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Buddhist militias must defend themselves against Islamic militants.
Rebels say they Googled it.
In the Thai Buddhist mind, almost nothing is so disturbing as harming a monk.
Like many Islamic insurgencies, they claim mainly Muslim victims.
And yet, the Western world remains blind to America's involvement.

Part 3: Thai Jihadis kill their own

Like many Islamic insurgencies, they claim mainly Muslim victims.

year of a campaign to bring all of Thailand’s remote hinterlands under strict central control. To this day, the region’s powerful positions are typically reserved for Thai Buddhists.

Villagers are equally weary of a never-ending “state of emergency” that allows soldiers to detain anyone, for any reason, for up to 30 days. Sometimes, Pratubjit said, young men driven into army camps do not walk out.

And it doesn’t help that, for years, the army and police used the south as a Siberia-style dumping ground for mischief-prone officers who’d pissed off superiors.

“As a consequence, most officers sent to the south were corrupted,” said Col. Werachon Sukondhapatipak, a Royal Thai Army spokesman. “They perhaps stay there, work there and abuse the locals ... and it resulted in that area becoming a dark zone.”

Network without a core

Most agree that the overwhelming majority of deep south Muslims just want to get to work without getting shot. But some are swept into an estimated 8,000-person guerilla force imbued with magic rituals.

The insurgents’ shadowy nature is its most defining attribute. “We’d like to invite the terrorists to tea,” said Lt. Gen. Pichet Wisaijorn, former commander of Thailand’s fourth army, which oversees the counterinsurgency. “But we don’t know who all of them are.”

Neither do the insurgents themselves.

A Thai policeman inspects the body of a suspected Muslim militant killed in a clash with Thai border police in Thailand's southern province of Narathiwat, Jan. 25, 2009.(Madaree Tohlala/AFP/Getty Images)

The mujahideen appear to obey no single Osama bin Laden-style chieftain. Most don’t even know the identities of fellow guerillas just one province over. Instead, they operate as a “network without a core,” according to Duncan McCargo, a University of Leeds professor and insurgency researcher who was recently based in Pattani.

Entry-level supporters prove themselves by spraying revolutionary graffiti or torching government buildings. Trusted recruits progress to killings arranged by mid-tier commanders. But they are rarely exposed to the identities of fighters outside their village cell, according to McCargo.

“Before, we had uniforms,” Kasturi said. “Now we have no such thing. We’re among the people, working daily, and you cannot see who we are.”

The guerillas’ funding sources are murky. Thai authorities are forever associating them with extortion rackets, weapons smuggling and narcotics trafficking. A portion of their arms are obtained through brazen smash-and-grab army depot raids and robberies of quarries that stock explosives.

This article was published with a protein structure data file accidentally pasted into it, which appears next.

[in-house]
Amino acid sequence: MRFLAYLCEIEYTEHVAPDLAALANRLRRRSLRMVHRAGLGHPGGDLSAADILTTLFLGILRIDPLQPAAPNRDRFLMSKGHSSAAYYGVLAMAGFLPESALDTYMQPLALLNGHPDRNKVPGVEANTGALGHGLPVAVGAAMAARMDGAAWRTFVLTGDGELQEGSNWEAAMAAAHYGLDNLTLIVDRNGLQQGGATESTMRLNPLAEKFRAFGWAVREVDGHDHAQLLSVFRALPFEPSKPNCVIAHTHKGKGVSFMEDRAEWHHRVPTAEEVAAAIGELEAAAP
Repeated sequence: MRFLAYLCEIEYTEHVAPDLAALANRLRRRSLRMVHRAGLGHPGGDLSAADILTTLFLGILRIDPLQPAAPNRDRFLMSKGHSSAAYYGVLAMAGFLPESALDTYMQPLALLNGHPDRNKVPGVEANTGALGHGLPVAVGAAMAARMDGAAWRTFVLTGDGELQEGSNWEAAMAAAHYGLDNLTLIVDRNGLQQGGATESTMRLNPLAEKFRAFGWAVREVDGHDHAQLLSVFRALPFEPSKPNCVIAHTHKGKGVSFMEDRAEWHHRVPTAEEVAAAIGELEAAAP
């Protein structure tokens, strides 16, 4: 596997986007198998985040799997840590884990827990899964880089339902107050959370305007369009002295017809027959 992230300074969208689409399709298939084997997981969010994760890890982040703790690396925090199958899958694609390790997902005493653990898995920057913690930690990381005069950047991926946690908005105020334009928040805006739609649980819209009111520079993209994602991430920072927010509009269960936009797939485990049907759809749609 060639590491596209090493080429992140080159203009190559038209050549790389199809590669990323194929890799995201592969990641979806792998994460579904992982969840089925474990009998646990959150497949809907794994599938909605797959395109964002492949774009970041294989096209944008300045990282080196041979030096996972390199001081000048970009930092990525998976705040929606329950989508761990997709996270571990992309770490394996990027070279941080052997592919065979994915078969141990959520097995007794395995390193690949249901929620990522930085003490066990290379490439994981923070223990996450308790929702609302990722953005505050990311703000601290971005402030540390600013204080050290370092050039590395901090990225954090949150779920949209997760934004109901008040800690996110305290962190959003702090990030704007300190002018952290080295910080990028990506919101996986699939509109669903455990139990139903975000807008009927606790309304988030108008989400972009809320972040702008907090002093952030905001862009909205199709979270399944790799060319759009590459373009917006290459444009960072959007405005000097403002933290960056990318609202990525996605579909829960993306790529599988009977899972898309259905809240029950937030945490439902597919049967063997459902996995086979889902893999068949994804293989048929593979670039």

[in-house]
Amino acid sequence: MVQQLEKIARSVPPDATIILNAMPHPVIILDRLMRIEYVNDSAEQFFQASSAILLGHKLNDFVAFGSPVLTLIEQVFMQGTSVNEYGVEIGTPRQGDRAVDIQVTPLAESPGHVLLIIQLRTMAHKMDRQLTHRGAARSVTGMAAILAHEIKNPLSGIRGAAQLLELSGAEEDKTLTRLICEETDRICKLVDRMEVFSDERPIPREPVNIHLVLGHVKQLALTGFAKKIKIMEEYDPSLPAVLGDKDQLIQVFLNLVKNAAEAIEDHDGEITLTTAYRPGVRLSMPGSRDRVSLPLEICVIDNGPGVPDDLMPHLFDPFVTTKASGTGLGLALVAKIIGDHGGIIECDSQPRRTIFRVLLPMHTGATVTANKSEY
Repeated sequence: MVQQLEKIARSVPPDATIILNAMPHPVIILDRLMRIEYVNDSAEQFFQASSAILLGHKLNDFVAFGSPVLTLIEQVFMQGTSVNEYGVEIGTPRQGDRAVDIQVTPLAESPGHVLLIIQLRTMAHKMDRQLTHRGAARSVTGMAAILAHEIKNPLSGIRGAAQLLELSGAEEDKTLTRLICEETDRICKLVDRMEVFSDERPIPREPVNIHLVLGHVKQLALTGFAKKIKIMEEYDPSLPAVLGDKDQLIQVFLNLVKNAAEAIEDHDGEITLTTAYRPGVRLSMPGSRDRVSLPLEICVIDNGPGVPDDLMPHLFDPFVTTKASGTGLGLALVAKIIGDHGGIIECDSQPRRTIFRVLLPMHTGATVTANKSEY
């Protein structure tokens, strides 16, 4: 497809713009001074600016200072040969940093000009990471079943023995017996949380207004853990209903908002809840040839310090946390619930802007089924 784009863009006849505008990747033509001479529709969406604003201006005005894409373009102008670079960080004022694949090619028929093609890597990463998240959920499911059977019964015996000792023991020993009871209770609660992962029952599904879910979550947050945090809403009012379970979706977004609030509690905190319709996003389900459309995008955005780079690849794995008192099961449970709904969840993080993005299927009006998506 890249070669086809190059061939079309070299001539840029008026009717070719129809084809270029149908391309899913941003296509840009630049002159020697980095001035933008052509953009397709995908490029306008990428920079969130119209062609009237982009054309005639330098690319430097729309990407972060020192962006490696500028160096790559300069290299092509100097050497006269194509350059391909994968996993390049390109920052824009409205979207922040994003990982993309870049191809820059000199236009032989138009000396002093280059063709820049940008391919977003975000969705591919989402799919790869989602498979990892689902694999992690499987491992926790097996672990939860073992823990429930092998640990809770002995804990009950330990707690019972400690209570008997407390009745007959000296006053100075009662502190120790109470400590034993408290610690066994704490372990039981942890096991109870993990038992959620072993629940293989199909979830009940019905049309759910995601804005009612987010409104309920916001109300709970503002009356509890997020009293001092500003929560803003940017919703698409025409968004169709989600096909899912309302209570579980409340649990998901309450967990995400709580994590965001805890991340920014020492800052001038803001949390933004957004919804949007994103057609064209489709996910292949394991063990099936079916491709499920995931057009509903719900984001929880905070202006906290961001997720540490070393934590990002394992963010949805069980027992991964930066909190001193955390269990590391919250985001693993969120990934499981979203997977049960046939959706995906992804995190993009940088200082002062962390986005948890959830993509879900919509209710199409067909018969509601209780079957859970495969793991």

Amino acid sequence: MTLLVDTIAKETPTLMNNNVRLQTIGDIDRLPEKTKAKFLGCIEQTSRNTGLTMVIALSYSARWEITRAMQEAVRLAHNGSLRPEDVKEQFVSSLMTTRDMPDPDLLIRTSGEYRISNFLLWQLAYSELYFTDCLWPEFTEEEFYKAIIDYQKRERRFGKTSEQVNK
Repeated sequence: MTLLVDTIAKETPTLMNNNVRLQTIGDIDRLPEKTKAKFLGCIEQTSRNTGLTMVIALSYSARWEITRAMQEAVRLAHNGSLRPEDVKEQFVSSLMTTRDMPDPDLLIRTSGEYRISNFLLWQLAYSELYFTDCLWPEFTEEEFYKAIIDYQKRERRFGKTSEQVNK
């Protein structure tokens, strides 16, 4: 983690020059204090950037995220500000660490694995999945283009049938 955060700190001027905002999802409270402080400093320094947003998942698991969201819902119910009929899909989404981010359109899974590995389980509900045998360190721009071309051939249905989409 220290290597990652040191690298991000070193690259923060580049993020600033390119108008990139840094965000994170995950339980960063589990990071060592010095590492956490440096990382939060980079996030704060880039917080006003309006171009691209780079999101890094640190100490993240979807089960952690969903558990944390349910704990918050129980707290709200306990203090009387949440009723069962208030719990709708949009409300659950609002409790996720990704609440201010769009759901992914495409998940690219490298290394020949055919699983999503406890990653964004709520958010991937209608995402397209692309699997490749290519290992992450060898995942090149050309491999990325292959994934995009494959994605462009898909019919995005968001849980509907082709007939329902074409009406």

The jihadis are also emboldened by incantations and spells. According to army interrogations of captured militants, imams often order recruits to swallow paper marked with 24 Quranic vows. The promised effect? Bullet-proof skin.

In a bizarre 2004 attack documented by McCargo, young men under an imam’s guidance believed themselves invisible and suicidally rushed at military camps to snatch up as many guns as they could carry. Many were armed with only kitchen knives. Though more than 100 were shot dead, some made off with a precious cache of rifles.

Much has changed since then. The insurgency network is now directed by one core group, BRN-C, which is propped up by Kasturi’s old-guard PULO organization. Their skills today far exceed early attempts at bare-hands raids and alarm-clock bombs.

Formally titled the “National Revolutionary Front-Coordinate” in English, BRN-C is now “behind all the almost all of the insurgency violence,” said Anthony Davis, an analyst at Jane’s Intelligence Review. “That one organization has been pushing all the buttons.”

Outside of the occasional cryptic statement from Kasturi, however, rebels do not address the public. “There’s no real telephone number to call,” Davis said. “We can’t get quotes from ‘Mullah Whoever.’ And the guys letting off bombs and shooting people are not leaving behind calling cards.”

Instead, they scatter chilling pamphlets around victims’ corpses.

Some notes are directed towards Buddhists:

“Dogs. Pigs. Shit. Garbage. I’ll give you three days to leave my land. Otherwise, I will kill, burn, destroy all Buddhist Thai property. If you leave the house, travel or go to work, you will die violently.”

Some threaten fellow Muslims:

“Do not accept any help, things, money or gold from infidel officers because those are poisons ... Do not go see doctors in infidel hospitals. It is a big sin. ... Otherwise, you will be killed. If we kill you, we kill for Allah on high.”

And others attempt to justify their executions:

“They killed innocent Muslims, they raped our women and children, and they caused us pain and humiliation that is hard to erase ... They treated us like baby chicks in their fists. For all these reasons, do the soldiers deserve to live?”

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